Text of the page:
By Eric M. Weiss
Washington Post Staff Writer
Monday, October 6, 2008
So much traffic clogs Washington area roads that Cox Communications has to use 20 percent more trucks here to serve the same number of customers as in other regions. Metro has to add an average of 10 buses a year, at $521,980 a pop, just to maintain rush-hour schedules that have slipped because of congestion.
Virginia-based Guernsey Office Products decided to build a $5 million warehouse in Maryland because it was becoming impossible to cross the Potomac River during the workday and meet delivery deadlines.
Owner David Guernsey likens the facility to a $5 million Potomac toll bridge.
"A route that could do 50 deliveries a day all of a sudden was doing 40 deliveries," Guernsey said. "We were in danger of not keeping promises to customers. That's a place you don't go in a business."
It's the price of doing business in one of the most traffic-choked regions in the country, but it makes matters worse. The additional vehicles on the road add to congestion and fuel a cycle that further stresses the region's overtaxed roadways, resulting in even more delays and pollution.
Washingtonians have the dubious honor of having the second-worst commutes in the country, in terms of time spent on the road, after New York, according to data recently released by the Census Bureau. And although the area doesn't have many traditional smokestack industries, it generates an outsize amount of pollution from vehicles.
The region exceeds federal standards for ozone and other air pollutants, especially in "hot spots" of congestion where buses and trucks emit pollution, said Ronald F. Kirby, transportation director for the Metropolitan Washington Council of Governments.
"This is the perfect illustration of the cost of congestion," Kirby said. "And those costs are passed on to customers and taxpayers."
Fairfax County public schools, with 1,200 buses driving 18 million miles a year, has one of the largest bus fleets in the nation. The school system adds 20 to 30 buses a year, even during times of flat enrollment, because congestion has added to travel times. Routes that used to take 30 minutes now take 50, said Dean Tisdadt, chief operating officer for the school system.
So bus runs are scheduled earlier and earlier to avoid the commuter rush. That means high school students are being dropped off as early as 6:45 a.m. for classes that start at 7:20 a.m., Tisdadt said, which angers parents and makes for sleepy students.
"The same experience we have as individuals with traffic is the same we have when planning buses," Tisdadt said.
Montgomery County schools face the same challenge. Transportation coordinator John Matthews said some students traveling across the county or to special schools are on buses for as long as two hours a day.
"Every time I sit through three light cycles on my way to work, I think, 'How in the world do our buses ever get to where they are going?' " he said. "But it becomes a way of life. You try to do the best you can."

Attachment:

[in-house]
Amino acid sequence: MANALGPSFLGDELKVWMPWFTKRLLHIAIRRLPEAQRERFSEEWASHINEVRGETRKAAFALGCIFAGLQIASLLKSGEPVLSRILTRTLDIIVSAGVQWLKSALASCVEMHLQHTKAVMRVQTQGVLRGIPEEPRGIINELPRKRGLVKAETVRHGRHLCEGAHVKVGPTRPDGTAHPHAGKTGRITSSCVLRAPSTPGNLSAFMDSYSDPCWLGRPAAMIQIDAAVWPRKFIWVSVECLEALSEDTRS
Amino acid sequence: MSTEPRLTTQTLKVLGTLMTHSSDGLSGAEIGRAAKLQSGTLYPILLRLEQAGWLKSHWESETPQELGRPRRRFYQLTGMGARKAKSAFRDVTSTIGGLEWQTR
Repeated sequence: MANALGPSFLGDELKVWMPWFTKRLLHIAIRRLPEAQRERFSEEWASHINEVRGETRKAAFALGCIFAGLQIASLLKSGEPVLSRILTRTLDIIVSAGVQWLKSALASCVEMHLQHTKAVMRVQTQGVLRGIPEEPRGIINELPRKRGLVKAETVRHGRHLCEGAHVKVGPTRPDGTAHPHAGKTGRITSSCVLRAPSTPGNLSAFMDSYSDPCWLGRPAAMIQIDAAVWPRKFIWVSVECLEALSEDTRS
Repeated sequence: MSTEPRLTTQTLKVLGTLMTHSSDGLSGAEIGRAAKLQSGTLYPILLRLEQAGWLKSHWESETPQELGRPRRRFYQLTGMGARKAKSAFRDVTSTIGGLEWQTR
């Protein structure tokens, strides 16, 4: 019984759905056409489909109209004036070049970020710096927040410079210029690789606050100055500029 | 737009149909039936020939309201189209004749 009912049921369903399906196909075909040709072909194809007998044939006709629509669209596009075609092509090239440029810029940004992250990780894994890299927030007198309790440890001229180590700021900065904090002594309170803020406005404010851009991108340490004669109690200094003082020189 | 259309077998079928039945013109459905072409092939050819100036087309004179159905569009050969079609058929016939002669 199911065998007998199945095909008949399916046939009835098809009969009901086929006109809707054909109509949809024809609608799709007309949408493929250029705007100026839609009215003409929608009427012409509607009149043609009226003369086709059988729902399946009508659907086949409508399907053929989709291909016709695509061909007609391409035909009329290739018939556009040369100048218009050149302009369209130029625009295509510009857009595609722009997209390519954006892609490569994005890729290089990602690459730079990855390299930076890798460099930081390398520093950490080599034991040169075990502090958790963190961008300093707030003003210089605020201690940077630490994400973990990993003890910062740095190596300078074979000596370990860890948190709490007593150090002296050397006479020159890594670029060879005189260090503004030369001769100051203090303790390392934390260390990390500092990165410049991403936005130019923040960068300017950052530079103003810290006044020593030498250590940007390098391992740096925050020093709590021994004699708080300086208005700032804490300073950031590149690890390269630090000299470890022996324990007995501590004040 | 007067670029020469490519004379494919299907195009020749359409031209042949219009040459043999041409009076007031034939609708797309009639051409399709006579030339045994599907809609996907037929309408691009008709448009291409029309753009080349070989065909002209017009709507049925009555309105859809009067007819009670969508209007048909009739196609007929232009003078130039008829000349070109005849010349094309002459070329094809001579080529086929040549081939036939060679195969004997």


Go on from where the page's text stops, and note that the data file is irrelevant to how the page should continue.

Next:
Cox Cable uses 30 more trucks in the Washington area than in similar-size markets elsewhere in the country, according to the company, which has 250 technicians on area roads every day.
But some argue that adding more vehicles to the roadways to combat congestion is precisely the wrong move.
Metro Board Chairman Christopher Zimmerman said the key to clearing the roads for commerce is encouraging people driving alone in cars to take buses or trains.
"The answer is decent public transit," said Zimmerman (D), who also is a member of the Arlington County Board.
Some businesses have gone to great lengths to deal with traffic gridlock without adding to the problem.
Giant Food, with 200 supermarkets in the region, is experimenting with combining perishable and nonperishable groceries in a single refrigerated truck rather than using two trucks.
Giant also crunches Global Positioning System data from its trucks to better design delivery routes and schedules to avoid congestion.
A truck and driver stuck in traffic costs $65 per hour, according to spokesman Barry Scher.
Guernsey Office Supply was in danger of no longer being able to keep its promise of next-day delivery to its Maryland and District customers. So the company built a $5 million cross-dock facility in Beltsville, where, in the middle of the night, tractor-trailers arrive from Chantilly with all of the Maryland and District orders to be delivered the next day.
Maryland-based ABF Freight came to the same conclusion. The Baltimore company built a facility in Manassas to avoid Potomac crossings.
UPS uses a computerized route system that avoids left turns and is constantly reconfiguring its routes, said Dan McMackin, a UPS spokesman. Each left turn uses two minutes.
Roland Howard Jr., a UPS driver for 20 years, said he has seen the traffic explode around him over the years. He used to zip down Interstate 95 to begin his route in downtown Silver Spring. Now he wends his brown truck along Route 29 and other local roads.
Cox Communications found that just adding trucks wasn't enough. So the company also allows technicians to start their day from home instead of going into the office first. Paperwork is done in trucks with laptop computers. To stagger service, in part to avoid traffic, the company will expand flexible work options, including compressed workdays, alternate hours, flexible scheduling and telecommuting, according to Gwen Sparks, a Cox spokeswoman.
Others use the time-tested method of just setting the alarm clock earlier and earlier in an attempt to beat the rush.
John Leary, of M. Slavin & Sons Fish, said the company also works around traffic, ensuring that orders are filled and delivered as early as possible.
"We work around the congestion," he said. "Traffic is horrible here.''